Your JavaScript is turned off or you have an old version of Adobe's Flash Player. Get the latest Flash player.
    Chinese-Americans Heart Trump, Bucking National Trendi
    X
    May 27, 2016 5:57 AM
    A new study conducted by three Asian-American organizations shows there are three times as many Democrats as there are Republicans among Asian-American voters, and they favor Hillary Clinton over Donald Trump. But one group, called Chinese-Americans For Trump, is going against the tide and strongly supports the business tycoon. VOA’s Elizabeth Lee caught up with them at a Trump rally and reports from Anaheim, California.
    Video

    Video Chinese-Americans Heart Trump, Bucking National Trend

    A new study conducted by three Asian-American organizations shows there are three times as many Democrats as there are Republicans among Asian-American voters, and they favor Hillary Clinton over Donald Trump. But one group, called Chinese-Americans For Trump, is going against the tide and strongly supports the business tycoon. VOA’s Elizabeth Lee caught up with them at a Trump rally and reports from Anaheim, California.
    Video

    Video Reactions to Trump's Success Polarized Abroad

    What seemed impossible less than a year ago is now almost a certainty. New York real estate mogul Donald Trump has won the number of delegates needed to secure the Republican presidential nomination. The prospect has sparked as much controversy abroad as it has in the United States. Zlatica Hoke has more.
    Video

    Video Drawings by Children in Hiroshima Show Hope and Peace

    On Friday, President Barack Obama will visit Hiroshima, Japan, the first American president to do so while in office. In August 1945, the United States dropped an atomic bomb on the city to force Japan's surrender in World War II. Although their city lay in ruins, some Hiroshima schoolchildren drew pictures of hope and peace. The former students and their drawings are now part of a documentary called “Pictures from a Hiroshima Schoolyard.” VOA's Deborah Block has the story.
    Video

    Video Vietnamese Rapper Performs for Obama

    A prominent young Vietnamese artist told President Obama said she faced roadblocks as a woman rapper, and asked the president about government support for the arts. He asked her to rap, and he even offered to provide a base beat for her. Watch what happened.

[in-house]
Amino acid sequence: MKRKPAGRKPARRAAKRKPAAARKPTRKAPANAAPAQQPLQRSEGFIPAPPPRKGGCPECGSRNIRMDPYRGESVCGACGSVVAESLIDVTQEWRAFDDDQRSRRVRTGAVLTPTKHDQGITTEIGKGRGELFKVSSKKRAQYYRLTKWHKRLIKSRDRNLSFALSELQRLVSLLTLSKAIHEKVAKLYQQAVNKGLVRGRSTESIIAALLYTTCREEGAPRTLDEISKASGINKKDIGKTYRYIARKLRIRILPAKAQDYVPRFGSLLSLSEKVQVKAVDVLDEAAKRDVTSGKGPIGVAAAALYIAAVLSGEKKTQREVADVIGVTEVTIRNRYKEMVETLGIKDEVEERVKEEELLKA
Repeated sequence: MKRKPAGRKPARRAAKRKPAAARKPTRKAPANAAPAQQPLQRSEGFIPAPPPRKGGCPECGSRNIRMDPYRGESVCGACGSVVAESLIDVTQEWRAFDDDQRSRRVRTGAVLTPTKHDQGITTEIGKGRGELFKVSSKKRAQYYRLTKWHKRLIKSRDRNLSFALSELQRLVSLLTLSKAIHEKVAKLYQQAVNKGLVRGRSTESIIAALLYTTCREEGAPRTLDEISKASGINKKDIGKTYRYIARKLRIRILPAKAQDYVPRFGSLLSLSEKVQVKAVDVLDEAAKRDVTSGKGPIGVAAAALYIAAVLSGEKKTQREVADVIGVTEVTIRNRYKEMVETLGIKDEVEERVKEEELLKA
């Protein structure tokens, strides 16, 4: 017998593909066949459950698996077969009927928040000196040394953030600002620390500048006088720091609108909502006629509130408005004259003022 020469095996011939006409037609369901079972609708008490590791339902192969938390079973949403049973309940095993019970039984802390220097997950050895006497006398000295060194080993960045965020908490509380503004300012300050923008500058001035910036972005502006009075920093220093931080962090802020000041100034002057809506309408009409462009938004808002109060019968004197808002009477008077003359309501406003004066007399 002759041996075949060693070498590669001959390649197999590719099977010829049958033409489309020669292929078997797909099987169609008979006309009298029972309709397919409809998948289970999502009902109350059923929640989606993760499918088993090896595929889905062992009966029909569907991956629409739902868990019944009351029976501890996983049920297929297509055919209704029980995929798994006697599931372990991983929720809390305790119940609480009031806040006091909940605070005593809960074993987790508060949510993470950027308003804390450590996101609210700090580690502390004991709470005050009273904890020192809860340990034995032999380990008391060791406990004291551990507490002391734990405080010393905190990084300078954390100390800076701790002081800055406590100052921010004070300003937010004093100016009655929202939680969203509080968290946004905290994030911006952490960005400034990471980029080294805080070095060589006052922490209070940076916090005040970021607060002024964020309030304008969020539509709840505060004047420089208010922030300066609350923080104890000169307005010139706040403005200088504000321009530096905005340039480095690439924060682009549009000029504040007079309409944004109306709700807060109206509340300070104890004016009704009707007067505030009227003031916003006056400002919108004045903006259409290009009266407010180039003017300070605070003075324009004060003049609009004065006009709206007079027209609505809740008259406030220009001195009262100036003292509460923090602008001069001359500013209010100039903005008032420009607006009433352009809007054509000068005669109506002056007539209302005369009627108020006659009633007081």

Video

    Video Roots Run Deep for Tunisia's Dwindling Jewish Community

    This week, hundreds of Jewish pilgrims are defying terrorist threats to celebrate an ancient religious festival on the Tunisian island of Djerba. The festivities cast a spotlight on North Africa's once-vibrant Jewish population that has all but died out in recent decades. Despite rising threats of militant Islam and the country's battered economy, one of the Arab world's last Jewish communities is staying put and nurturing a new generation. VOA’s Lisa Bryant reports.
    Video

    Video Meet Your New Co-Worker: The Robot

    Increasing numbers of robots are joining the workforce, as companies scale back and more processes become automated. The latest robots are flexible and collaborative, built to work alongside humans as opposed to replacing them. VOA’s Tina Trinh looks at the next generation of automated employees helping out their human colleagues.
    Video

    Video Wheelchair Technology in Tune With Times

    Technologies for the disabled, including wheelchair technology, are advancing just as quickly as everything else in the digital age. Two new advances in wheelchairs offer improved control and a more comfortable fit. VOA's George Putic reports.
    Video

    Video Baby Boxes Offer Safe Haven for Unwanted Children

    No one knows exactly how many babies are abandoned worldwide each year. The statistic is a difficult one to determine because it is illegal in most places. Therefore unwanted babies are often hidden and left to die. But as Erika Celeste reports from Woodburn, Indiana, a new program hopes to make surrendering infants safer for everyone.
    Video

    Video California Celebration Showcases Local Wines, Balloons

    Communities in the U.S. often hold festivals to show what makes them special. In California, for example, farmers near Fresno celebrate their figs and those around Gilmore showcase their garlic. Mike O'Sullivan reports that the wine-producing region of Temecula offers local vintages in an annual festival where rides on hot-air balloons add to the excitement.
    Video

    Video US Elementary School Offers Living Science Lessons

    Zero is not a good score on a test at school. But Discovery Elementary is proud of its “net zero” rating. Net zero describes a building in which the amount of energy provided by on-site renewable sources equals the amount of energy the building uses. As Faiza Elmasry tells us, the innovative features in the building turn the school into a teaching tool, where kids can't help but learn about science and sustainability. Faith Lapidus narrates.

    Special Report

    Adrift The Invisible African Diaspora